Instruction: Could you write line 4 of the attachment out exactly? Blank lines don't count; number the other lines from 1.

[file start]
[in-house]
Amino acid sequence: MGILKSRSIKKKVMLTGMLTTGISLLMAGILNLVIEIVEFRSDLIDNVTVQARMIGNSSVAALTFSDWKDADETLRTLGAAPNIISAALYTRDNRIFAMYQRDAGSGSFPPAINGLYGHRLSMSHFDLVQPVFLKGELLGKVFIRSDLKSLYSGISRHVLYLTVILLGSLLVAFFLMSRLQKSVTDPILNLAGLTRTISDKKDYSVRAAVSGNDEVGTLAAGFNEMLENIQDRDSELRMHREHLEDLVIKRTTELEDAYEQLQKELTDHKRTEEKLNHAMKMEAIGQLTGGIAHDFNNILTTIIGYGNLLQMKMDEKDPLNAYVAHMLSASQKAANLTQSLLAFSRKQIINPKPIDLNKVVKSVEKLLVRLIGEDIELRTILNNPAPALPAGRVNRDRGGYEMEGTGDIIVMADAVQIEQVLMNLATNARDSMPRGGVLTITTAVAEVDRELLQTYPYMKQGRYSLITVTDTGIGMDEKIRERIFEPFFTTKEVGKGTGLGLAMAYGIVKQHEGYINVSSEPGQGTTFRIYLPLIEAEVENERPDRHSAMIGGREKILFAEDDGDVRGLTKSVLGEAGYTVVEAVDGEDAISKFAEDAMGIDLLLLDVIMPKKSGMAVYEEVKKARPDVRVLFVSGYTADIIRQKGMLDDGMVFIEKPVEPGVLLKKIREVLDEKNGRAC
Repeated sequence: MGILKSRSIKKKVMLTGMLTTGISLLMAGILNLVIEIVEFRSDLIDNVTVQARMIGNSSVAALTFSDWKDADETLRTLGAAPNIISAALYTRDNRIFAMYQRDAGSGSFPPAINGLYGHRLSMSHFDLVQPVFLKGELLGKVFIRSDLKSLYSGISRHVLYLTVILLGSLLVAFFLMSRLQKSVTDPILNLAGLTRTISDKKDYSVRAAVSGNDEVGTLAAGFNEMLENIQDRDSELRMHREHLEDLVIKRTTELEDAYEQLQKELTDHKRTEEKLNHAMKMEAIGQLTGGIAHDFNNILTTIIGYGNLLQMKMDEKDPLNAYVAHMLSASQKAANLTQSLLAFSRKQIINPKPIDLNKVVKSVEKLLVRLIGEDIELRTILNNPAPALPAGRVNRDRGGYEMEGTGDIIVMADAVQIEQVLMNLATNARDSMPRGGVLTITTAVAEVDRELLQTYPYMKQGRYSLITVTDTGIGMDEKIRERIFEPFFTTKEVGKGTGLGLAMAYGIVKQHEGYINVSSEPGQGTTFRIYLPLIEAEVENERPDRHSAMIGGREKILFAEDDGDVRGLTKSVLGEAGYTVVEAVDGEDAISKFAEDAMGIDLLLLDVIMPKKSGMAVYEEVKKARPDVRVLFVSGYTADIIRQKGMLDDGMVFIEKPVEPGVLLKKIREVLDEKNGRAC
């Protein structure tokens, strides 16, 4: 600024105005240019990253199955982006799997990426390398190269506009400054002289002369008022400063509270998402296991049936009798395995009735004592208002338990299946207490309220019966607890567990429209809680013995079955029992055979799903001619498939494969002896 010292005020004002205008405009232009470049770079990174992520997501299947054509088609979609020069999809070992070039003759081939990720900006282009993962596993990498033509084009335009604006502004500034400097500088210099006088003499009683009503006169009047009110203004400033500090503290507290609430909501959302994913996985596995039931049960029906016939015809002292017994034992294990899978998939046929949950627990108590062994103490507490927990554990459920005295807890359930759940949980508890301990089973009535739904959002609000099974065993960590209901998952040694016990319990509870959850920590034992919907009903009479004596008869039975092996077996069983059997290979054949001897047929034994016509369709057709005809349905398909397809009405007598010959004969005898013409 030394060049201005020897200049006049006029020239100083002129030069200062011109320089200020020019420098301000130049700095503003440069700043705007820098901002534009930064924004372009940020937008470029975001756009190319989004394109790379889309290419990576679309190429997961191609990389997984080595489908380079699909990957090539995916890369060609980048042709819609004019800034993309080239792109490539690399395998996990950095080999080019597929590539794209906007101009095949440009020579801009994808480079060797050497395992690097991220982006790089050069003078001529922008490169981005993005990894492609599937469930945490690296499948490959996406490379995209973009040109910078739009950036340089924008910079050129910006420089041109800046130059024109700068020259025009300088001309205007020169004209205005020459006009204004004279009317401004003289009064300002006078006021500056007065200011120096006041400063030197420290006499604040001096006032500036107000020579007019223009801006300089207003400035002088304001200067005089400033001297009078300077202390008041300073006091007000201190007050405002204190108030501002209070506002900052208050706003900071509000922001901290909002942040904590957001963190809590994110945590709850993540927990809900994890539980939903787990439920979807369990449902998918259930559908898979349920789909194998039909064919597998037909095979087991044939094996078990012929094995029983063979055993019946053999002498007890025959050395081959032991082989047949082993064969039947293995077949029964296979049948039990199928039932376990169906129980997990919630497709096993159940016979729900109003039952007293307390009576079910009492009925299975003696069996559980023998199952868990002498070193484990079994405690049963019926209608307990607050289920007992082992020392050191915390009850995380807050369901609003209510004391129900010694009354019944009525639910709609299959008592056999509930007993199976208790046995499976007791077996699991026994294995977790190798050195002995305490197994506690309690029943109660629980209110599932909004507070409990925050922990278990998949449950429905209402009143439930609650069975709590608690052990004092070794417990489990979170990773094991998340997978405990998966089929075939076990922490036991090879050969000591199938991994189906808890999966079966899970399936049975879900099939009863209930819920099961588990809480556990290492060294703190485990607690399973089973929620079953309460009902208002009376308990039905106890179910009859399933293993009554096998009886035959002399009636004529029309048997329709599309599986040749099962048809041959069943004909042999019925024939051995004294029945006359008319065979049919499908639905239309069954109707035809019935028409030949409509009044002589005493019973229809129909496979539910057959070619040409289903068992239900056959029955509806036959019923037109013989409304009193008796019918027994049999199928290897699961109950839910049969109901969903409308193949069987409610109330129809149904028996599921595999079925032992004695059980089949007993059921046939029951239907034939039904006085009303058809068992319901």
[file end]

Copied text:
């Protein structure tokens, strides 16, 4: 600024105005240019990253199955982006799997990426390398190269506009400054002289002369008022400063509270998402296991049936009798395995009735004592208002338990299946207490309220019966607890567990429209809680013995079955029992055979799903001619498939494969002896 010292005020004002205008405009232009470049770079990174992520997501299947054509088609979609020069999809070992070039003759081939990720900006282009993962596993990498033509084009335009604006502004500034400097500088210099006088003499009683009503006169009047009110203004400033500090503290507290609430909501959302994913996985596995039931049960029906016939015809002292017994034992294990899978998939046929949950627990108590062994103490507490927990554990459920005295807890359930759940949980508890301990089973009535739904959002609000099974065993960590209901998952040694016990319990509870959850920590034992919907009903009479004596008869039975092996077996069983059997290979054949001897047929034994016509369709057709005809349905398909397809009405007598010959004969005898013409 030394060049201005020897200049006049006029020239100083002129030069200062011109320089200020020019420098301000130049700095503003440069700043705007820098901002534009930064924004372009940020937008470029975001756009190319989004394109790379889309290419990576679309190429997961191609990389997984080595489908380079699909990957090539995916890369060609980048042709819609004019800034993309080239792109490539690399395998996990950095080999080019597929590539794209906007101009095949440009020579801009994808480079060797050497395992690097991220982006790089050069003078001529922008490169981005993005990894492609599937469930945490690296499948490959996406490379995209973009040109910078739009950036340089924008910079050129910006420089041109800046130059024109700068020259025009300088001309205007020169004209205005020459006009204004004279009317401004003289009064300002006078006021500056007065200011120096006041400063030197420290006499604040001096006032500036107000020579007019223009801006300089207003400035002088304001200067005089400033001297009078300077202390008041300073006091007000201190007050405002204190108030501002209070506002900052208050706003900071509000922001901290909002942040904590957001963190809590994110945590709850993540927990809900994890539980939903787990439920979807369990449902998918259930559908898979349920789909194998039909064919597998037909095979087991044939094996078990012929094995029983063979055993019946053999002498007890025959050395081959032991082989047949082993064969039947293995077949029964296979049948039990199928039932376990169906129980997990919630497709096993159940016979729900109003039952007293307390009576079910009492009925299975003696069996559980023998199952868990002498070193484990079994405690049963019926209608307990607050289920007992082992020392050191915390009850995380807050369901609003209510004391129900010694009354019944009525639910709609299959008592056999509930007993199976208790046995499976007791077996699991026994294995977790190798050195002995305490197994506690309690029943109660629980209110599932909004507070409990925050922990278990998949449950429905209402009143439930609650069975709590608690052990004092070794417990489990979170990773094991998340997978405990998966089929075939076990922490036991090879050969000591199938991994189906808890999966079966899970399936049975879900099939009863209930819920099961588990809480556990290492060294703190485990607690399973089973929620079953309460009902208002009376308990039905106890179910009859399933293993009554096998009886035959002399009636004529029309048997329709599309599986040749099962048809041959069943004909042999019925024939051995004294029945006359008319065979049919499908639905239309069954109707035809019935028409030949409509009044002589005493019973229809129909496979539910057959070619040409289903068992239900056959029955509806036959019923037109013989409304009193008796019918027994049999199928290897699961109950839910049969109901969903409308193949069987409610109330129809149904028996599921595999079925032992004695059980089949007993059921046939029951239907034939039904006085009303058809068992319901």